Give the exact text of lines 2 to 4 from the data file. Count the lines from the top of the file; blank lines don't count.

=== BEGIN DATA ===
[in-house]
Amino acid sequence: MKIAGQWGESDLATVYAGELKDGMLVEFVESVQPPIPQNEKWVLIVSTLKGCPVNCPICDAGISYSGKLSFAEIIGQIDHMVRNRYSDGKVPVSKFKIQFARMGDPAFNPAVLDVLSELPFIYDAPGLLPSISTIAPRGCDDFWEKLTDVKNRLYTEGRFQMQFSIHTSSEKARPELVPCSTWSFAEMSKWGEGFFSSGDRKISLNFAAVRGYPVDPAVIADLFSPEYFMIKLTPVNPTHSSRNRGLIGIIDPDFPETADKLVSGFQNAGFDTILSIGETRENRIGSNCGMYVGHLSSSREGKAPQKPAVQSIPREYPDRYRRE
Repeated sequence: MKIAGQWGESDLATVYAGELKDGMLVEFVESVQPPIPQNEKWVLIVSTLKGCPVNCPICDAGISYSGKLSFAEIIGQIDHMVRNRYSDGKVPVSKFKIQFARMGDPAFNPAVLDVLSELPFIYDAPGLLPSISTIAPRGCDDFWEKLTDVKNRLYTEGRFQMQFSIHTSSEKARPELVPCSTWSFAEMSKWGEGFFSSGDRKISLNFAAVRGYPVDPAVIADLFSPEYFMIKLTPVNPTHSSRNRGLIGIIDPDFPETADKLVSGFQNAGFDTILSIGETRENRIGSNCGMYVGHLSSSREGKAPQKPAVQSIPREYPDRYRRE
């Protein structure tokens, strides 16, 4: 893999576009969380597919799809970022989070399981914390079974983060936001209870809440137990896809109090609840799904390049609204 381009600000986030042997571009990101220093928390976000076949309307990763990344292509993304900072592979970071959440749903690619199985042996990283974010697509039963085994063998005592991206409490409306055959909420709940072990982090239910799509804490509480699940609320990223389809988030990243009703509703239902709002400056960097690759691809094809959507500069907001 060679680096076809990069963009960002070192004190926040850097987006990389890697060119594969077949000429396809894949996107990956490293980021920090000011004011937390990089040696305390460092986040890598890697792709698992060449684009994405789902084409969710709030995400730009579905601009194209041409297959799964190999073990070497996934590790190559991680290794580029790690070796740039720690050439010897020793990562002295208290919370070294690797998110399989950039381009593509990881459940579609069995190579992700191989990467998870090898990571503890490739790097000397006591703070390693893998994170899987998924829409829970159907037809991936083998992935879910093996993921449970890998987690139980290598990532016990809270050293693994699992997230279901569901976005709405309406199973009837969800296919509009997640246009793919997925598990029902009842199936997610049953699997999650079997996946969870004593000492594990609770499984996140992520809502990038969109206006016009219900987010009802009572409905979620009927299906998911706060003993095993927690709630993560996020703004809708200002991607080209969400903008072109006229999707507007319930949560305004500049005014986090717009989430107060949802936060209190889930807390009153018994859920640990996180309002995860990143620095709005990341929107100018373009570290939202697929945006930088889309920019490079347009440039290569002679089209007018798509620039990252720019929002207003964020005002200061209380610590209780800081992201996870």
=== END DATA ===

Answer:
Amino acid sequence: MKIAGQWGESDLATVYAGELKDGMLVEFVESVQPPIPQNEKWVLIVSTLKGCPVNCPICDAGISYSGKLSFAEIIGQIDHMVRNRYSDGKVPVSKFKIQFARMGDPAFNPAVLDVLSELPFIYDAPGLLPSISTIAPRGCDDFWEKLTDVKNRLYTEGRFQMQFSIHTSSEKARPELVPCSTWSFAEMSKWGEGFFSSGDRKISLNFAAVRGYPVDPAVIADLFSPEYFMIKLTPVNPTHSSRNRGLIGIIDPDFPETADKLVSGFQNAGFDTILSIGETRENRIGSNCGMYVGHLSSSREGKAPQKPAVQSIPREYPDRYRRE
Repeated sequence: MKIAGQWGESDLATVYAGELKDGMLVEFVESVQPPIPQNEKWVLIVSTLKGCPVNCPICDAGISYSGKLSFAEIIGQIDHMVRNRYSDGKVPVSKFKIQFARMGDPAFNPAVLDVLSELPFIYDAPGLLPSISTIAPRGCDDFWEKLTDVKNRLYTEGRFQMQFSIHTSSEKARPELVPCSTWSFAEMSKWGEGFFSSGDRKISLNFAAVRGYPVDPAVIADLFSPEYFMIKLTPVNPTHSSRNRGLIGIIDPDFPETADKLVSGFQNAGFDTILSIGETRENRIGSNCGMYVGHLSSSREGKAPQKPAVQSIPREYPDRYRRE
């Protein structure tokens, strides 16, 4: 893999576009969380597919799809970022989070399981914390079974983060936001209870809440137990896809109090609840799904390049609204 381009600000986030042997571009990101220093928390976000076949309307990763990344292509993304900072592979970071959440749903690619199985042996990283974010697509039963085994063998005592991206409490409306055959909420709940072990982090239910799509804490509480699940609320990223389809988030990243009703509703239902709002400056960097690759691809094809959507500069907001 060679680096076809990069963009960002070192004190926040850097987006990389890697060119594969077949000429396809894949996107990956490293980021920090000011004011937390990089040696305390460092986040890598890697792709698992060449684009994405789902084409969710709030995400730009579905601009194209041409297959799964190999073990070497996934590790190559991680290794580029790690070796740039720690050439010897020793990562002295208290919370070294690797998110399989950039381009593509990881459940579609069995190579992700191989990467998870090898990571503890490739790097000397006591703070390693893998994170899987998924829409829970159907037809991936083998992935879910093996993921449970890998987690139980290598990532016990809270050293693994699992997230279901569901976005709405309406199973009837969800296919509009997640246009793919997925598990029902009842199936997610049953699997999650079997996946969870004593000492594990609770499984996140992520809502990038969109206006016009219900987010009802009572409905979620009927299906998911706060003993095993927690709630993560996020703004809708200002991607080209969400903008072109006229999707507007319930949560305004500049005014986090717009989430107060949802936060209190889930807390009153018994859920640990996180309002995860990143620095709005990341929107100018373009570290939202697929945006930088889309920019490079347009440039290569002679089209007018798509620039990252720019929002207003964020005002200061209380610590209780800081992201996870």